“It just feels different now”

Latest in a series of posts in the wake of the George Floyd murder

City Council Meeting, October 6, video

“I have a few questions. I know we done this before. But for some reason 2020 feels a little different. Today it feels a little different.”
Councilwoman Negron

“It just feels different now than it has in the past.”
Councilman Reynolds

There was a rather remarkable moment during Tuesday’s City Council meeting.

About 15 remarkable moments, in fact.

Nothing to do with the anointing of Chief Kott.

It was the summoning of George Floyd.

For 15 minutes the tragic spirit of George Floyd hovered over Town Hall.

Without being named.

We were in the ho-hum Resolutions part of the agenda.

When, especially because we’re attending from home, you can take a leisurely bathroom or soda break.

You know, the time of the meeting when wireless leases are approved and sewer contracts allotted.


Resolution 10.b was approval for retired Chief DiLuzio to purchase his firearm for $300. (video min. 43)

In his two years on duty, Gadfly had seen this kind of thing whistled through several times.


Not tonight.

Councilwoman Negron’s “Yes, I have a few questions” interrupted the rhythm of routine.

“I know we done this before,” she said, “but for some reason 2020 feels a little different. Today it feels a little different.”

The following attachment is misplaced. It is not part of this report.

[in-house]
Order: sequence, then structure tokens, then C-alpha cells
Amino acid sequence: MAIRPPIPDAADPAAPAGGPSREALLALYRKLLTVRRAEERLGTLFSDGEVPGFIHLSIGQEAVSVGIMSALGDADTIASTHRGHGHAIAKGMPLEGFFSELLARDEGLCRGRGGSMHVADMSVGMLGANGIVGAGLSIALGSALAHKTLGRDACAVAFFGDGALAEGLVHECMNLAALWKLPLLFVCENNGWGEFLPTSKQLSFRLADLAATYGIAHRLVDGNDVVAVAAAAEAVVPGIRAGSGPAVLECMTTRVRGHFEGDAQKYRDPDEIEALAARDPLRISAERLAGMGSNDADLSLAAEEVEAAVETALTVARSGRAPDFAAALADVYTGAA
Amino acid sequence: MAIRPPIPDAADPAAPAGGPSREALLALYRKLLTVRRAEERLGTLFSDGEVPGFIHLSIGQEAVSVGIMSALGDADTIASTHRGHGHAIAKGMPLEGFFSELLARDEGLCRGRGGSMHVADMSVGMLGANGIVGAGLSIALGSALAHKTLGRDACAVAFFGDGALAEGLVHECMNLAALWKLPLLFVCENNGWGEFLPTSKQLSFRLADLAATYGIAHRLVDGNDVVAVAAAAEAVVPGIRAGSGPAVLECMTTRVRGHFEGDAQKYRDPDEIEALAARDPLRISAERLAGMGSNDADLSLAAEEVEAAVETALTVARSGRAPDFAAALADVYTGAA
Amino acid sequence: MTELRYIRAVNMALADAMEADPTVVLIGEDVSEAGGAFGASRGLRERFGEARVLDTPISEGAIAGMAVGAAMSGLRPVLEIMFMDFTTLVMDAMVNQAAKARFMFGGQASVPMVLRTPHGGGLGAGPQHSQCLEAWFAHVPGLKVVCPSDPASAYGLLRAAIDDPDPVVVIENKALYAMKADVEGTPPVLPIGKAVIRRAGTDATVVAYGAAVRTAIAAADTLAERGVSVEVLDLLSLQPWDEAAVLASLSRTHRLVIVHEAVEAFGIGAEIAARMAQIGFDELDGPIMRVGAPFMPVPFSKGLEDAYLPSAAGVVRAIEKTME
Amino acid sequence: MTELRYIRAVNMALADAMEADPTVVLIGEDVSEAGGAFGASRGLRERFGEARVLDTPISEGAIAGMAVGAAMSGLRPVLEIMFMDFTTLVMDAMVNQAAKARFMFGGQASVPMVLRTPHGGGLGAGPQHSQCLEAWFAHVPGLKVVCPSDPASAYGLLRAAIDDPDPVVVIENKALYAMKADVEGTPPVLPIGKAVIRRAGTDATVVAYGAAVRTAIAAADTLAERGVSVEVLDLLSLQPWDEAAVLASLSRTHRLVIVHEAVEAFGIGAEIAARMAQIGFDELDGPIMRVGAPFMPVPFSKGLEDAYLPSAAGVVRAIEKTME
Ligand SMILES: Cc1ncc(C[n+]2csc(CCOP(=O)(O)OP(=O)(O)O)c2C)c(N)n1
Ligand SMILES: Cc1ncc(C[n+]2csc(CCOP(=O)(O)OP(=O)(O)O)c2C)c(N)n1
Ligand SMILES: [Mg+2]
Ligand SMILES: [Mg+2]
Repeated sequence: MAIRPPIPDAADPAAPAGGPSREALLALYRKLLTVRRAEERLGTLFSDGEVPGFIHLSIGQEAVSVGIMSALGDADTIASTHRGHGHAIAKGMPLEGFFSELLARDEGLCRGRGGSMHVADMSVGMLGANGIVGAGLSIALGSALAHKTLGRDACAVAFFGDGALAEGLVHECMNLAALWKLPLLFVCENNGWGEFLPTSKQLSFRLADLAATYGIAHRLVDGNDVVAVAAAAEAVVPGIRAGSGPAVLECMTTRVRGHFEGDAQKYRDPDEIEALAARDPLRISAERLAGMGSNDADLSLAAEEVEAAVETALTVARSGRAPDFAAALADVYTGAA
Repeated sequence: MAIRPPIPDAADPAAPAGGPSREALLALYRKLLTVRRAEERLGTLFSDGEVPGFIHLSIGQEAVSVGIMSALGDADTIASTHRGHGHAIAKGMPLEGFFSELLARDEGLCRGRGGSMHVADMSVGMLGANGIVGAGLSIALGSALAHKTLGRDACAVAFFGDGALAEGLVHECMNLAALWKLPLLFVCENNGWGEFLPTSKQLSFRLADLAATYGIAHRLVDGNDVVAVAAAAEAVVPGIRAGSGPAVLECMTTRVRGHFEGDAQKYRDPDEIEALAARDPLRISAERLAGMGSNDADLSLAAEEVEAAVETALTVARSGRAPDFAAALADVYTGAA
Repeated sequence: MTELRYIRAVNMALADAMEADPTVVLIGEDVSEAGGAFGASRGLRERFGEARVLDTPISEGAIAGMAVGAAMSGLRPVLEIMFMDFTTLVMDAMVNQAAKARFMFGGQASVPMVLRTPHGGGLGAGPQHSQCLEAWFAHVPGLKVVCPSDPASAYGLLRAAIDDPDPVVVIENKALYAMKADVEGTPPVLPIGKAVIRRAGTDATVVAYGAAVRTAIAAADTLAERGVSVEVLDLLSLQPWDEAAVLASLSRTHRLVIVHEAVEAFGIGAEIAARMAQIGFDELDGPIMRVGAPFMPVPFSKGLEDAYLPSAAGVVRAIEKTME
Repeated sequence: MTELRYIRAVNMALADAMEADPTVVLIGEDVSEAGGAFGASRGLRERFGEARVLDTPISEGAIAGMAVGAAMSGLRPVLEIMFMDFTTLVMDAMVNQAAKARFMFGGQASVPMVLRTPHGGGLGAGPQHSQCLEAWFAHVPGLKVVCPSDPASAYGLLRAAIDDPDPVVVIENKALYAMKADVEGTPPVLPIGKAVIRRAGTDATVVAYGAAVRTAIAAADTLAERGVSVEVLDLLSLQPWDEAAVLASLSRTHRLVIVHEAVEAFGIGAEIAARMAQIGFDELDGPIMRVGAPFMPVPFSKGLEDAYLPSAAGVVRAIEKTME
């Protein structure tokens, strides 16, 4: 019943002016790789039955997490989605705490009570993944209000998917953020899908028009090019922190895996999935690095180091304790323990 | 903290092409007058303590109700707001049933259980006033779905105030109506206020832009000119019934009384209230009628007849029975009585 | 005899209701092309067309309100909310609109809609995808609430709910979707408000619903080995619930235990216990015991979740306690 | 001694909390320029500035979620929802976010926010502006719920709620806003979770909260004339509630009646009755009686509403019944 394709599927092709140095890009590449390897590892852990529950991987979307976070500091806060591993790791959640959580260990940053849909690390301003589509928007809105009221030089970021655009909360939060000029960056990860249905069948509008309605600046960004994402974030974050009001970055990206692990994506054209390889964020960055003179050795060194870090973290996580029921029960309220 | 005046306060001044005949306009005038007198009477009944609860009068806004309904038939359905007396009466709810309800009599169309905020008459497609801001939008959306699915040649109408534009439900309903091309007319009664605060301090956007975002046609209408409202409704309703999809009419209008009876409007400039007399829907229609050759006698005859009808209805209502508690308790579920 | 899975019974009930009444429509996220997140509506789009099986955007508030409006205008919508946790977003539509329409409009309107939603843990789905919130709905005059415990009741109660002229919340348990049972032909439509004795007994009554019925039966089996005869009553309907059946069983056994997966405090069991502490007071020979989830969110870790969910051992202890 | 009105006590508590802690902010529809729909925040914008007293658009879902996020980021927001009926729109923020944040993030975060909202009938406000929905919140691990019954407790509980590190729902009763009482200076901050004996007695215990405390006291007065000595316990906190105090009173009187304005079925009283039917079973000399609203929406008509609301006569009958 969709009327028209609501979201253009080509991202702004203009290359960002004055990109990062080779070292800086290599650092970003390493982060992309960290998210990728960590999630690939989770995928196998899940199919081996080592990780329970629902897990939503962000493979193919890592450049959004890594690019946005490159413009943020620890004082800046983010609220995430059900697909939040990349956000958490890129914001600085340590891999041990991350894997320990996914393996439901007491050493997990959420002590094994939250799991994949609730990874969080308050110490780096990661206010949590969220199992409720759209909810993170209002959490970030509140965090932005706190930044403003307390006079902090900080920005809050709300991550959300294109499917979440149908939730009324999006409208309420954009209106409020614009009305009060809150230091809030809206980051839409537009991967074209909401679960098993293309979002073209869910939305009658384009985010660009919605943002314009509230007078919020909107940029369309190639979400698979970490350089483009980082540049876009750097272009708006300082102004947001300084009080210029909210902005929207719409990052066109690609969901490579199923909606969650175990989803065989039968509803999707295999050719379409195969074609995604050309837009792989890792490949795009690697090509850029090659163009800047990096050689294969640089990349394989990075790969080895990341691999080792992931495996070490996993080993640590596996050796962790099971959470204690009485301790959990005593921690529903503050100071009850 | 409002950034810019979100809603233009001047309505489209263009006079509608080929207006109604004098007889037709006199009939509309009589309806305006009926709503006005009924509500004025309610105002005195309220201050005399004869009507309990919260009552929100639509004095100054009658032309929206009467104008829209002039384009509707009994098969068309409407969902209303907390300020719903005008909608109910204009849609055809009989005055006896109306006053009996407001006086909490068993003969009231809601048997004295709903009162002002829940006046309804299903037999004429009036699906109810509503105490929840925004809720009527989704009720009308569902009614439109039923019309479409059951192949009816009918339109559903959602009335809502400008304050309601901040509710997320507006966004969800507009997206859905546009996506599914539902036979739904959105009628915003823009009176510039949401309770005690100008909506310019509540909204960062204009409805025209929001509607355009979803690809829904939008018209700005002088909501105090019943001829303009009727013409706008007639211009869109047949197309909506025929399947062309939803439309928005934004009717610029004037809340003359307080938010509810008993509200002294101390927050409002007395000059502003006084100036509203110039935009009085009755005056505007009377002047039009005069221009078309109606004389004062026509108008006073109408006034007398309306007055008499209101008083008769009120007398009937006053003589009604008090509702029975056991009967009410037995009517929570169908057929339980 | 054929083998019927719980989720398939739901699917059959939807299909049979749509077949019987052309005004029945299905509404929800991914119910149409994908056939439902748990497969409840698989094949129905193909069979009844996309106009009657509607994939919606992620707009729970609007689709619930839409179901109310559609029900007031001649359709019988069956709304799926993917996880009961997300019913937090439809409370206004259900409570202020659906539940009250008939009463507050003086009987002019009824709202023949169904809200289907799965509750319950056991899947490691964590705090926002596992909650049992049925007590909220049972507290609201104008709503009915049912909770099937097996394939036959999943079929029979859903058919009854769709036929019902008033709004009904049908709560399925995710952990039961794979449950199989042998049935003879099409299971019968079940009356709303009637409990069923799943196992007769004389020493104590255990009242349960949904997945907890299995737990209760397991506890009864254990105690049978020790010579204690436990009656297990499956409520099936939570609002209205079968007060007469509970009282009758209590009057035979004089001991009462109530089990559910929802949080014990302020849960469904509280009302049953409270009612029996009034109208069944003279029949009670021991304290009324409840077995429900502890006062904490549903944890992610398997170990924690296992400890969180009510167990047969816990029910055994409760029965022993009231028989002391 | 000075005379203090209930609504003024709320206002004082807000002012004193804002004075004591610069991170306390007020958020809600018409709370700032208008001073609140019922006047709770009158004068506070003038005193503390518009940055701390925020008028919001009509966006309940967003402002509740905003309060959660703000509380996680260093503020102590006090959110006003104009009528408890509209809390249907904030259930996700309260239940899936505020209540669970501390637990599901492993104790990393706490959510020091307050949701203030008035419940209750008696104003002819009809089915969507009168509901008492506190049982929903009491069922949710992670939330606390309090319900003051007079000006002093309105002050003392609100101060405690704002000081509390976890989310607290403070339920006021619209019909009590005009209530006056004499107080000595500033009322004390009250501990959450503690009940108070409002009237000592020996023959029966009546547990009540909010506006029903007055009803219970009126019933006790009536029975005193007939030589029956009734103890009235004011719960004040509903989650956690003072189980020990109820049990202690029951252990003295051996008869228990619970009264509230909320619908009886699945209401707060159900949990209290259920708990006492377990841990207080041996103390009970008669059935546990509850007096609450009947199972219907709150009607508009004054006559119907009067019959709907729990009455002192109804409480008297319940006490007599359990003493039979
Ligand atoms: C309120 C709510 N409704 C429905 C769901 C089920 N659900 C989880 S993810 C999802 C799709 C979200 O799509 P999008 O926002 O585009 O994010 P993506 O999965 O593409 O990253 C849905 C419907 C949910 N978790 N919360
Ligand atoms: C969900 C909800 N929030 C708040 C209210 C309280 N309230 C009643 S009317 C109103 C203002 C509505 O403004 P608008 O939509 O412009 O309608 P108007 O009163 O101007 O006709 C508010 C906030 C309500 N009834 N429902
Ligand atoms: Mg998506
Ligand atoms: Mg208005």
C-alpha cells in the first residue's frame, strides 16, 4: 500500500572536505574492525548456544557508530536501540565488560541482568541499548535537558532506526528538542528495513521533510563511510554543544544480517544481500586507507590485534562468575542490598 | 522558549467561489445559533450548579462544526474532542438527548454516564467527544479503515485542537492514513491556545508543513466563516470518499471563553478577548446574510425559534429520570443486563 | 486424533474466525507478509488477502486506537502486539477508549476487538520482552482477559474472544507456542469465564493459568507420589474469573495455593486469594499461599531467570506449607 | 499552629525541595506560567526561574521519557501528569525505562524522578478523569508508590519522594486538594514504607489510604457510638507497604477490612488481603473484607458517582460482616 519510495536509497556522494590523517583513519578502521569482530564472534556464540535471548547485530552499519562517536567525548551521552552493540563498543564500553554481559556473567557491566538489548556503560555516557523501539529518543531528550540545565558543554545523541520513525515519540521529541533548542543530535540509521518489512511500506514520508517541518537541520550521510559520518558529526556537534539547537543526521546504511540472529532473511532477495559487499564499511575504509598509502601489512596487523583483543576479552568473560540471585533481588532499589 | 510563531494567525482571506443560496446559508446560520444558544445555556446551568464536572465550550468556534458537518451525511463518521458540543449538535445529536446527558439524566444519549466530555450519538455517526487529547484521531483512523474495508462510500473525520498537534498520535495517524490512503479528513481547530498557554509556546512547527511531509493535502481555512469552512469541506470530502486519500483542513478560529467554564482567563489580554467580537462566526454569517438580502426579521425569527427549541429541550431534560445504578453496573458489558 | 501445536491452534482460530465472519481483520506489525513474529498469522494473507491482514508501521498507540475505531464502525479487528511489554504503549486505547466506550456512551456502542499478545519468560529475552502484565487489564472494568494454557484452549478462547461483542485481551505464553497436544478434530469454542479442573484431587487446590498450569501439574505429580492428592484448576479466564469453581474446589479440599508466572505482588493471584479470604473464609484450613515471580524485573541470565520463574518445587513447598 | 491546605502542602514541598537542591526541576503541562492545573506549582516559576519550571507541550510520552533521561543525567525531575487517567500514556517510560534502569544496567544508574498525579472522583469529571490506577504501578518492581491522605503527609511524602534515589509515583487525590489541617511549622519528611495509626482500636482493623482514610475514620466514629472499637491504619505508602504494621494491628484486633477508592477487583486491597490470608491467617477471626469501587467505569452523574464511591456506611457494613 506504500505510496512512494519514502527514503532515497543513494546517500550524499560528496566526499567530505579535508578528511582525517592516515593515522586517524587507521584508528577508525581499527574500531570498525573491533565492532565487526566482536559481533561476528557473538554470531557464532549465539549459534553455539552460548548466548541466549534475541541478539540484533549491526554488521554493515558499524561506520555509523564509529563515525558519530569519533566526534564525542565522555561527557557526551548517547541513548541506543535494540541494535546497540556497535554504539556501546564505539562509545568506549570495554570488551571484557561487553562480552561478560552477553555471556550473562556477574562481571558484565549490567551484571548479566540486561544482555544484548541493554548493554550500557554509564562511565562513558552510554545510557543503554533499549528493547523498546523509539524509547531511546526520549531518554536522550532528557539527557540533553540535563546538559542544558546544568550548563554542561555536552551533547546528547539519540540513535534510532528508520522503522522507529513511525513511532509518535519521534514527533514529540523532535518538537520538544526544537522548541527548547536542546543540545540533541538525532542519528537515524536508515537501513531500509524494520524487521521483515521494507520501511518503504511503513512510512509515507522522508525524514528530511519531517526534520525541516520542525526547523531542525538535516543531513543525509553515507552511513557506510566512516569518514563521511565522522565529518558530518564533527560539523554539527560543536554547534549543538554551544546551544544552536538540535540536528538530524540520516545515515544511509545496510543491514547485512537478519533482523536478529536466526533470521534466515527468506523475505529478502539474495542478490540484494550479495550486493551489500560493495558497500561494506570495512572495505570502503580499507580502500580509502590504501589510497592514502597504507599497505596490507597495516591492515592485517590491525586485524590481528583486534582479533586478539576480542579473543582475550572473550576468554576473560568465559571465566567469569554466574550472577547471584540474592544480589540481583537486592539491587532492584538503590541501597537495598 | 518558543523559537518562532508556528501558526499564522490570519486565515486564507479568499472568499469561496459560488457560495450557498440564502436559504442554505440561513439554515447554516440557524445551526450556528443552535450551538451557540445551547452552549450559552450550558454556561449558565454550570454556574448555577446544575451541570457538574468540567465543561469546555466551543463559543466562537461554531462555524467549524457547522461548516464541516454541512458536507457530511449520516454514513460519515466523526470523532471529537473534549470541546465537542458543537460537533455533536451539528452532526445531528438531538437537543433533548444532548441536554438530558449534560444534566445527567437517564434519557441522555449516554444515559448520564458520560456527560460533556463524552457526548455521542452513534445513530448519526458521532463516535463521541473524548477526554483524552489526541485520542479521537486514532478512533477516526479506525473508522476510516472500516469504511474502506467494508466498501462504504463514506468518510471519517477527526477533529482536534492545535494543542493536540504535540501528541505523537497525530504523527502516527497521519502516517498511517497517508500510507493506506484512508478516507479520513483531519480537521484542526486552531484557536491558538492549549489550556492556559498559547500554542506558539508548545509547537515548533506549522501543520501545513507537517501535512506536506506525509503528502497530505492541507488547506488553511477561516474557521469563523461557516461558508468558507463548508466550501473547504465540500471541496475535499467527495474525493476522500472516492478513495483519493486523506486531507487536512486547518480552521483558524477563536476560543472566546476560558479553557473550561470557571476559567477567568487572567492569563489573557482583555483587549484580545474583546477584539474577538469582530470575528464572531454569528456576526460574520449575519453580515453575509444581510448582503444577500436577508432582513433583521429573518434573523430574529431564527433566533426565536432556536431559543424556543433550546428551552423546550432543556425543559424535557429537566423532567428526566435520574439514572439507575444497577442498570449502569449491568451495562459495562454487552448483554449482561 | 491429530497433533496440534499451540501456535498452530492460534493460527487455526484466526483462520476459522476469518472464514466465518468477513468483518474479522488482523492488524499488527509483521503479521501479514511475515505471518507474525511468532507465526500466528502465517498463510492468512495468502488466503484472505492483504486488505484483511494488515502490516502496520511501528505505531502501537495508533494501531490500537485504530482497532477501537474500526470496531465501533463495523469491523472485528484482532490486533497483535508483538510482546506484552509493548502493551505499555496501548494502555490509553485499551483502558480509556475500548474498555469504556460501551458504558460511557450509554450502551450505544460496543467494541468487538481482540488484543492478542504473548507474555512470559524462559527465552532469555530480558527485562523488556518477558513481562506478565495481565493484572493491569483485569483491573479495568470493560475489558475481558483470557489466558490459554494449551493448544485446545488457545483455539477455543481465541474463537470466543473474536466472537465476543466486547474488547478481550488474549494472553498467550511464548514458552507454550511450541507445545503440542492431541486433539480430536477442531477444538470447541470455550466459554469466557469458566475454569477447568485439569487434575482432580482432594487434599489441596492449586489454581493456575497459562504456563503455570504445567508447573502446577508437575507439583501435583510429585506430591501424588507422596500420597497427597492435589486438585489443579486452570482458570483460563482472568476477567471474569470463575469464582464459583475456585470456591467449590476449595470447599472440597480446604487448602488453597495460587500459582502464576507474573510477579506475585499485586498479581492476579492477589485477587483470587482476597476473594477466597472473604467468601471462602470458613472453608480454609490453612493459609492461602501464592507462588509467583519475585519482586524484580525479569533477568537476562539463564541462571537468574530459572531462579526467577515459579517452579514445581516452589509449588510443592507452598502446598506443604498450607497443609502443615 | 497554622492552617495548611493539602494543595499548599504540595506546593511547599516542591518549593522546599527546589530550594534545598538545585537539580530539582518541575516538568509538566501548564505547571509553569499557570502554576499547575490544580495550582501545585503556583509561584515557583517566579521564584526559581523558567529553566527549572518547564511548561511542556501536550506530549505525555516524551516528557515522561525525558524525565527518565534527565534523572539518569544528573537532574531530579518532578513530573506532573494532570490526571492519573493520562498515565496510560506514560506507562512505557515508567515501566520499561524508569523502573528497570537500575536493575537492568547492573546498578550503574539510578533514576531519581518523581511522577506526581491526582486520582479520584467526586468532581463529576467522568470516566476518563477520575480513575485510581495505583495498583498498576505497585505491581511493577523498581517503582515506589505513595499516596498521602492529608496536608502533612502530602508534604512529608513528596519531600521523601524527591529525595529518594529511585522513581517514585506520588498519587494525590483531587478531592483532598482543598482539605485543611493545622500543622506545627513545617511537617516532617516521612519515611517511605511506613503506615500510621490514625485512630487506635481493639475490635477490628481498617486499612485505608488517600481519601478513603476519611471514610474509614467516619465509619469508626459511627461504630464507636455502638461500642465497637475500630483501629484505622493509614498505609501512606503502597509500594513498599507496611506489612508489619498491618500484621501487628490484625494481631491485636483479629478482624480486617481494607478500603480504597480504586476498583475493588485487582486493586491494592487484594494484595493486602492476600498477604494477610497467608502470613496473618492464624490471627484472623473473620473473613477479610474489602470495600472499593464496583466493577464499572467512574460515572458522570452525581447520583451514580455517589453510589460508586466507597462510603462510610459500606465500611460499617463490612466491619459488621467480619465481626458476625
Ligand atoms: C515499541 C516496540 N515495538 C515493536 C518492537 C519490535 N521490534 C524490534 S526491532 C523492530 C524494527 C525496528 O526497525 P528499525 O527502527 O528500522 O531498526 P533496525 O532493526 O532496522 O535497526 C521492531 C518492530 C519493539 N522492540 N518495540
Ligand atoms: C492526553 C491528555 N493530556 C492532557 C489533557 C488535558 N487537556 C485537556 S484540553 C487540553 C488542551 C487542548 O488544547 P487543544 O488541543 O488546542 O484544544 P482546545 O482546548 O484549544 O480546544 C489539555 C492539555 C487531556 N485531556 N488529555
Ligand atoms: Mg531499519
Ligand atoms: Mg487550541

She went on to ask in a slowish, probing way such things as how much the gun cost, what the “life” of a gun was, whether the officer’s badge number was on it, have we ever denied such a request, what do we do with the old guns, do we buy new guns for new officers.

The answers did not always come quickly — answerers were taken by surprise, Gadfly thinks, answers were not always at the ready.

It felt to Gadfly like there was some awkwardness.

And Councilwoman Negron did not seem to be in a hurry. There were brief pauses. As if she were thinking. She seemed to be shuffling around something. Like a person in bare feet around a snake.

Gadfly thought he could feel audience bewilderment oozing through his computer screen (there were 25 or so of us watching).

What was she up to? Where was she going with this? Could she really be worried about the expense involved? Was she going to vote no?

Comeback for Chief DiLuzio did flash through Gadfly’s mind.

But then the explanation came, unexpectedly, like finally finding lost keys in the bottom of a coat pocket: “I just think that in 2020, with so many incidents that have happened across the nation, and to me, you know, I guess I feel it closer because people that look like me have been killed by one of those guns, so it’s something that I would like for us to think about . . . but I also want to look at the budget, the cost, are we really doing something that makes sense if the guns need to be saved for the officers we need to hire?” (video min. 50:30)

Gadfly choked on a sob.

“I guess I feel it closer . . . People that look like me . . . have been killed by one of those guns . . . something that I would like for us to think about.”

An aching heart had just opened a crack.

An aching heart that would soon be tread on.